The failure of the General Dynamics F-111B to meet US Navy requirements for an advanced carrier-based air-superiority fighter led to a new design contest which was won by Grumman with its variable-geometry, two-seat, twin-engine aircraft designated the F-14. Named the Tomcat, procurement began in 1969 for 700 aircraft. Deliveries to the Navy began in June 1972, with the initial deployment of operational carrier squadrons in 1974.
The ability to sweep its wings aft 43 degrees, coupled with twin 21,000-lb-thrust engines enabled the F-14 to achieve speeds in excess of twice the speed of sound.
The F-14, with its Phoenix air-to-air missiles, coupled with airborne early-warning aircraft radar, was able to simultaneously intercept, engage and destroy up to five incoming enemy aircraft out to distances in excess of one hundred miles from a carrier task force. The F-14 was later used in the ground-attack role, as well.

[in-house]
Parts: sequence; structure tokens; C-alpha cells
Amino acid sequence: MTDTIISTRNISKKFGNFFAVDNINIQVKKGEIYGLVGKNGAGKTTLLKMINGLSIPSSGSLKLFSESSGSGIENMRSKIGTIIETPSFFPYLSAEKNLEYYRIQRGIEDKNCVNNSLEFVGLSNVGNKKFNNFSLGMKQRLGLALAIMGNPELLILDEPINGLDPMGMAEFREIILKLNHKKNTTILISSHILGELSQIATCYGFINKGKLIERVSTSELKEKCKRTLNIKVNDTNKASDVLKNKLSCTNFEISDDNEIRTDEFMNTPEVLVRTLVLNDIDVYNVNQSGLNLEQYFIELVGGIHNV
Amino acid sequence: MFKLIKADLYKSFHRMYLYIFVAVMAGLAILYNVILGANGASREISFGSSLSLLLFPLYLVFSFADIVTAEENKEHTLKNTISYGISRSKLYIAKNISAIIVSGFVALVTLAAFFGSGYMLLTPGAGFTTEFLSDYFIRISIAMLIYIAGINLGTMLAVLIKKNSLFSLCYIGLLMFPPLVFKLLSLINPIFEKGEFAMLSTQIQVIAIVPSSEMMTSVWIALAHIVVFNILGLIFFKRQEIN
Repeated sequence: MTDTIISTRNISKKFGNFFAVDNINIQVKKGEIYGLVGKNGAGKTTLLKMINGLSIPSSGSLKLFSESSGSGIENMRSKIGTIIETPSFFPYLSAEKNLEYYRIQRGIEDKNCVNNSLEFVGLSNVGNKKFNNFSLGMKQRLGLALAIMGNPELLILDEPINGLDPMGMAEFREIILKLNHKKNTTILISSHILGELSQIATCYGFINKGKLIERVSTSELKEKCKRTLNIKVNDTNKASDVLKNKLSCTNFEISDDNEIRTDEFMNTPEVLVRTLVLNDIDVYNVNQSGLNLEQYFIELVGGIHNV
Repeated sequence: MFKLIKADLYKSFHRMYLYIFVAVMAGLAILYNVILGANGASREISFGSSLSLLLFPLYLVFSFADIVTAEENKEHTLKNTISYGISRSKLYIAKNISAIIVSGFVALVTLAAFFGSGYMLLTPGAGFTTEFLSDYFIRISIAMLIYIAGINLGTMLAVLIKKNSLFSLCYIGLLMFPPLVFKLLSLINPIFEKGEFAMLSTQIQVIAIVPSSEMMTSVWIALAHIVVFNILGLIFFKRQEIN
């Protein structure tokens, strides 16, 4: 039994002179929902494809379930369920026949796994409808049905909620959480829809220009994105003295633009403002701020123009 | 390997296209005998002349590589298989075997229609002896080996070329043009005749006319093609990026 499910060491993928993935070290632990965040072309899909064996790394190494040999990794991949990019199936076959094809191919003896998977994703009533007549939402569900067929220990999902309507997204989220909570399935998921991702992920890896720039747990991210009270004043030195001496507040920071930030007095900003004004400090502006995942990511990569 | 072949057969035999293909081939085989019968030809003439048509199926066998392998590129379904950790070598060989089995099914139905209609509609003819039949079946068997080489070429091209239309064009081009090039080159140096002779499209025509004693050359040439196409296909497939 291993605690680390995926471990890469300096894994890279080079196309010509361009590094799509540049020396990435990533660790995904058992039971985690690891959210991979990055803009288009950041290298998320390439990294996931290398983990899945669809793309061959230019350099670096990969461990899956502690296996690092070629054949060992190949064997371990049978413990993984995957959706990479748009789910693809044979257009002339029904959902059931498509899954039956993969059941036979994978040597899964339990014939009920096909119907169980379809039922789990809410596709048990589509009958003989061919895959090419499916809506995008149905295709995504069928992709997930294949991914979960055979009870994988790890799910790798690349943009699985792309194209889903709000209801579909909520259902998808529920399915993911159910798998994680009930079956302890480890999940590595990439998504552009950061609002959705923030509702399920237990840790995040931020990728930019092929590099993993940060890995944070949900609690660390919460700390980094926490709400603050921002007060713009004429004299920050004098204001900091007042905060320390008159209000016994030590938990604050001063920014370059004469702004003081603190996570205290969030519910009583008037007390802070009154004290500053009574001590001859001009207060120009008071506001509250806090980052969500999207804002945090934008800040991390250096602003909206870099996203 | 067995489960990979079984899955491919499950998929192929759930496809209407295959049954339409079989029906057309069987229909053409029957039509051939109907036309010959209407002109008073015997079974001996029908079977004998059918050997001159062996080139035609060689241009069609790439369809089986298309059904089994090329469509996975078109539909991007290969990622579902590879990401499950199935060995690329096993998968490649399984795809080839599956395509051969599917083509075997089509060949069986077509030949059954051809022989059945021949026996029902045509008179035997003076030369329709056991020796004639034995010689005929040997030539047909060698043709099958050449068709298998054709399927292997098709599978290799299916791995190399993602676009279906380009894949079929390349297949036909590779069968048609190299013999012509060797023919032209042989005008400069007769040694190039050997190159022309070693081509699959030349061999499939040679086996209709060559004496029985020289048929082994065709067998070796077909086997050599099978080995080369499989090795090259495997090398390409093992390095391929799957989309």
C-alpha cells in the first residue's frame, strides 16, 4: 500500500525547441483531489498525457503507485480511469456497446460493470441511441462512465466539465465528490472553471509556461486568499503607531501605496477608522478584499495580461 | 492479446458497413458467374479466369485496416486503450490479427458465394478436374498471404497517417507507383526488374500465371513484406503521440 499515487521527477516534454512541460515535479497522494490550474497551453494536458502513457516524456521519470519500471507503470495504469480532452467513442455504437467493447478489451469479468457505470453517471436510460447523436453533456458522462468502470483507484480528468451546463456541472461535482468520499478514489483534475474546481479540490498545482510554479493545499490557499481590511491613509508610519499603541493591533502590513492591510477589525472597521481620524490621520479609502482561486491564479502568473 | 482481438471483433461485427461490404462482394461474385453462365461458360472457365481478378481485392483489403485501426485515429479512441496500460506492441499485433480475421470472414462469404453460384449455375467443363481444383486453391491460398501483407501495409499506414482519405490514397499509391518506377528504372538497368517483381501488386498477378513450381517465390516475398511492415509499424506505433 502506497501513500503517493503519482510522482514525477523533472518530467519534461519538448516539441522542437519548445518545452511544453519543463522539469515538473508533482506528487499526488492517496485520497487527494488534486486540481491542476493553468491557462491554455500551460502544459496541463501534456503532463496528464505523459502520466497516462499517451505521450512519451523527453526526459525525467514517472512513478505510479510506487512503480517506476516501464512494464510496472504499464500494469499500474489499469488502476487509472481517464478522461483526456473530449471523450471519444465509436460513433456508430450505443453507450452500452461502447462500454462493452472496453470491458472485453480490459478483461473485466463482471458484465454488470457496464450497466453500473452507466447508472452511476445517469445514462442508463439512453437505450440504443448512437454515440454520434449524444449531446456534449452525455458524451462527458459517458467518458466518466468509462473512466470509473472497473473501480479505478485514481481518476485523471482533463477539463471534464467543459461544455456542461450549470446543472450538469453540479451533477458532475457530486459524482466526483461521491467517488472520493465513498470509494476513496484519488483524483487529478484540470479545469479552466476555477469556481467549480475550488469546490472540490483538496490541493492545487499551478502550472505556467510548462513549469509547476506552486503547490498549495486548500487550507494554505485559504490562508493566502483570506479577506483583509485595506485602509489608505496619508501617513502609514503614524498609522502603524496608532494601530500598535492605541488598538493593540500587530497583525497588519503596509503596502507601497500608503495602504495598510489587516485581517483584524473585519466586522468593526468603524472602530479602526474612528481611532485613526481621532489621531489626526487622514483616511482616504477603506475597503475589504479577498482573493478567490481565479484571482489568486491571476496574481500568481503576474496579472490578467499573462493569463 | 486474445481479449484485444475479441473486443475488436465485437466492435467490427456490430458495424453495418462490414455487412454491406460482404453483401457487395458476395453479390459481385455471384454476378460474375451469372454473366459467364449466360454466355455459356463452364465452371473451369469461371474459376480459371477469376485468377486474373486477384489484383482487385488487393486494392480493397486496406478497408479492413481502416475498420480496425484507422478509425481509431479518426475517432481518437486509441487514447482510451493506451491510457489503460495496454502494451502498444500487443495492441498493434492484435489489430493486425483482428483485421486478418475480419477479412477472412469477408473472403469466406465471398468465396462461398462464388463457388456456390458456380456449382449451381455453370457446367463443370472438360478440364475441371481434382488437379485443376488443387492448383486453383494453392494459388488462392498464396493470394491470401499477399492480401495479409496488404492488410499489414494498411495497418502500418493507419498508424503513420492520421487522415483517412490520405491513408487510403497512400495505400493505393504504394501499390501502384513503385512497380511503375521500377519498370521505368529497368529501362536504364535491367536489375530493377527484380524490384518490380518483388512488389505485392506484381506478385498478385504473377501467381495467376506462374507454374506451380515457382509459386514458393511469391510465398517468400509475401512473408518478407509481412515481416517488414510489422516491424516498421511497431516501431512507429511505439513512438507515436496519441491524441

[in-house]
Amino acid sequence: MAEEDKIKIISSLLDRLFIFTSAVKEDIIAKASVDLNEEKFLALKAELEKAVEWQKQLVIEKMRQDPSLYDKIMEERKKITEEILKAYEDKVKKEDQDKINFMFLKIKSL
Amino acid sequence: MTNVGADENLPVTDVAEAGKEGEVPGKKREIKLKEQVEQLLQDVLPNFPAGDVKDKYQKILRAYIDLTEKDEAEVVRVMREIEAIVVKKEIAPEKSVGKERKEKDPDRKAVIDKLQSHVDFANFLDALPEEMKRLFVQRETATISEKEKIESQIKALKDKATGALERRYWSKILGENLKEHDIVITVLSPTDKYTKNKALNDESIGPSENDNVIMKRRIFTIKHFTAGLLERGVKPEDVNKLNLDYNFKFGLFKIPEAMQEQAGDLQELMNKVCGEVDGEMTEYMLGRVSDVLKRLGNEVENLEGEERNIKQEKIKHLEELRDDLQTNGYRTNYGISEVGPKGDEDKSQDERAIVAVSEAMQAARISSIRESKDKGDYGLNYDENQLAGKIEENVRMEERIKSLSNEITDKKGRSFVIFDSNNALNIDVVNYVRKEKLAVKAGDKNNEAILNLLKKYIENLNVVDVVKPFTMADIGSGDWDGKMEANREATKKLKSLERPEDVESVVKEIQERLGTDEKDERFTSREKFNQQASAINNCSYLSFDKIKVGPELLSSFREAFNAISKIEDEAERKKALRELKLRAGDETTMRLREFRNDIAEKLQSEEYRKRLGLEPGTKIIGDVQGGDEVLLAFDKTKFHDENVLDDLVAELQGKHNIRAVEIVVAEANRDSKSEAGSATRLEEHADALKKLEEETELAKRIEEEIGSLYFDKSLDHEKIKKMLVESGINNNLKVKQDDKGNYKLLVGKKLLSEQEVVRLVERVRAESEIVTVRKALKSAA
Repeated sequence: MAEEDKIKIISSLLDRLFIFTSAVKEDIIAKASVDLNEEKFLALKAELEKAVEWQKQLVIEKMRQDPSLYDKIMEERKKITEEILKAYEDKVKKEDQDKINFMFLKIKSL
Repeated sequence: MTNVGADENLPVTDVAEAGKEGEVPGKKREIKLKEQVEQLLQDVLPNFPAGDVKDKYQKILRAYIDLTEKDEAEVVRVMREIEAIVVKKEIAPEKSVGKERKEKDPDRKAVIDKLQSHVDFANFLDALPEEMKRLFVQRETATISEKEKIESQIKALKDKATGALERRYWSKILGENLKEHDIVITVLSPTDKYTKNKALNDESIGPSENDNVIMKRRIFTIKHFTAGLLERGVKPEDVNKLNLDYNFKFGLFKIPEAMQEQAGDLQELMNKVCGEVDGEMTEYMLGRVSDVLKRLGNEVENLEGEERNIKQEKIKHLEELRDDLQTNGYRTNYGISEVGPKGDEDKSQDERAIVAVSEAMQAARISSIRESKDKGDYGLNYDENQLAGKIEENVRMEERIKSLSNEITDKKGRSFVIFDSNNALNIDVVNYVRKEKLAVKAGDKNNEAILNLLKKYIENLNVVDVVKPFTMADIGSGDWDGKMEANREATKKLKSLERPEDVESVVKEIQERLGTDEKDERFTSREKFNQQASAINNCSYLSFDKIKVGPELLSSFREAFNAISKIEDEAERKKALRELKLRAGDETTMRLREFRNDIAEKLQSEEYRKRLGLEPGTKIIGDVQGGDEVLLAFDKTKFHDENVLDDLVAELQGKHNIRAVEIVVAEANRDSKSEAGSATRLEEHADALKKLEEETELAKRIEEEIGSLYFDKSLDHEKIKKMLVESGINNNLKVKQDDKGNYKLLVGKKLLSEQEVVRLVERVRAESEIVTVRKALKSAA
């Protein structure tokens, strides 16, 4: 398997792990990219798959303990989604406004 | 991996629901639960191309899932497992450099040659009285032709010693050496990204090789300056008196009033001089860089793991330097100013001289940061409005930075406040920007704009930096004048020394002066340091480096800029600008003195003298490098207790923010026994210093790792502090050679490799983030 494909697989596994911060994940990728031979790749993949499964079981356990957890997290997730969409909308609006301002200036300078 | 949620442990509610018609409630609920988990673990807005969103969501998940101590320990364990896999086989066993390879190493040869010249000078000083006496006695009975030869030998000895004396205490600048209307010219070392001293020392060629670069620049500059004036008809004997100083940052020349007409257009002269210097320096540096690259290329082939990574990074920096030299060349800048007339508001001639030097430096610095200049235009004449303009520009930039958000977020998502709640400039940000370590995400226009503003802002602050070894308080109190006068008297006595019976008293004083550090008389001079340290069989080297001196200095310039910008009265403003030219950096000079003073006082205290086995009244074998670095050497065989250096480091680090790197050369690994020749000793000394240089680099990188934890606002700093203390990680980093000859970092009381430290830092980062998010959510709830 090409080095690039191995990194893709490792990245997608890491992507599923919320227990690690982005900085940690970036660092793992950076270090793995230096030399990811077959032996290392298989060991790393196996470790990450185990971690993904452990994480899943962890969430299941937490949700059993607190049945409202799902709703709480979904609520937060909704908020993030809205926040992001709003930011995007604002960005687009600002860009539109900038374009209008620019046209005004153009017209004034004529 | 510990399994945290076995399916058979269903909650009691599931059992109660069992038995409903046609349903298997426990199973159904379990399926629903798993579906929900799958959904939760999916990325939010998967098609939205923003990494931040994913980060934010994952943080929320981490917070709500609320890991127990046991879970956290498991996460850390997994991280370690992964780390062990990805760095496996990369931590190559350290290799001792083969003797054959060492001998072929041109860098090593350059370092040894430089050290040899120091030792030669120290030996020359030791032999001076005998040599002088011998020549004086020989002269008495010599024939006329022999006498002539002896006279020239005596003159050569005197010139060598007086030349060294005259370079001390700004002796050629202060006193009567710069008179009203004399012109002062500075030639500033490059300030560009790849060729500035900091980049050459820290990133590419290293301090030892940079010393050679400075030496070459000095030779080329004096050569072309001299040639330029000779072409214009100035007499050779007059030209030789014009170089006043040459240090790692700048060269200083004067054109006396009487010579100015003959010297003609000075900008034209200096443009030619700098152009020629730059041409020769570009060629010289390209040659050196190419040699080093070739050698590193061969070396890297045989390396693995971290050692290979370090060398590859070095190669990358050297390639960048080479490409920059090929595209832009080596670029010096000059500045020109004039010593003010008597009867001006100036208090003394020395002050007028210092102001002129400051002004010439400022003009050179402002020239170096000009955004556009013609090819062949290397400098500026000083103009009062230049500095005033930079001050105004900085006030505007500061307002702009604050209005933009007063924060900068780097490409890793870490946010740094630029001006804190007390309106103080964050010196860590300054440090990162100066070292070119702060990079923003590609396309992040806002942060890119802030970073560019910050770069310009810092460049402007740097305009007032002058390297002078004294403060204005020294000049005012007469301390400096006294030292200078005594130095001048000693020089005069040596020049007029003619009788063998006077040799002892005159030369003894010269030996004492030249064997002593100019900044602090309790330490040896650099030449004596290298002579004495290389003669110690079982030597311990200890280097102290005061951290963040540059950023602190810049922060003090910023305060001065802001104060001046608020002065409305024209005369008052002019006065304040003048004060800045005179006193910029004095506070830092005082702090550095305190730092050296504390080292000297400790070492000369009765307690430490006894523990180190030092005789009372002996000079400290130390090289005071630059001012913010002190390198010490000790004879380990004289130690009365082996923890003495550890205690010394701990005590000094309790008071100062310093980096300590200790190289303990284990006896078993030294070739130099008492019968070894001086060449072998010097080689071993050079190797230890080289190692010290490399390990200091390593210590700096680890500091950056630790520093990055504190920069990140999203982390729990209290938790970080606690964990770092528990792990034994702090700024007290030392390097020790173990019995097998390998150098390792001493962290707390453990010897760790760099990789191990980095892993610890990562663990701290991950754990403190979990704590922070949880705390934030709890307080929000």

Reduction of force requirements and concurrent cuts in defense spending necessitated the gradual replacement of the F-14s by F/A-18s in 2006.
This aircraft is on loan from the National Museum of Naval Aviation at Pensacola, Florida.